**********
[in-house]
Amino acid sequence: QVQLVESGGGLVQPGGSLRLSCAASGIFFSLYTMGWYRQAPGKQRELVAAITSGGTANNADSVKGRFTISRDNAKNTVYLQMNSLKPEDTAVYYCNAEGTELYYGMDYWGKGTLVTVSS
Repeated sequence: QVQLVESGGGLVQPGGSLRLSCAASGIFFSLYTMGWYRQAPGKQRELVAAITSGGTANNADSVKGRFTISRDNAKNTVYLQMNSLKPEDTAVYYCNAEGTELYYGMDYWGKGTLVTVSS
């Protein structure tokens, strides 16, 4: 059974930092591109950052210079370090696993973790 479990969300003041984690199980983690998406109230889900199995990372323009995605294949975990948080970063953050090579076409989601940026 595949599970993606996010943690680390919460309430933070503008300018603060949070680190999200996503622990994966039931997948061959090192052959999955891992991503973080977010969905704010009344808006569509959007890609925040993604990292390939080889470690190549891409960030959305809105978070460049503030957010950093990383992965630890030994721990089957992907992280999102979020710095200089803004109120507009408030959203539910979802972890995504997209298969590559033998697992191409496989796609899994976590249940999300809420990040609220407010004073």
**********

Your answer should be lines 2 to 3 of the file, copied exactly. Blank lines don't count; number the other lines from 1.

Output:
Amino acid sequence: QVQLVESGGGLVQPGGSLRLSCAASGIFFSLYTMGWYRQAPGKQRELVAAITSGGTANNADSVKGRFTISRDNAKNTVYLQMNSLKPEDTAVYYCNAEGTELYYGMDYWGKGTLVTVSS
Repeated sequence: QVQLVESGGGLVQPGGSLRLSCAASGIFFSLYTMGWYRQAPGKQRELVAAITSGGTANNADSVKGRFTISRDNAKNTVYLQMNSLKPEDTAVYYCNAEGTELYYGMDYWGKGTLVTVSS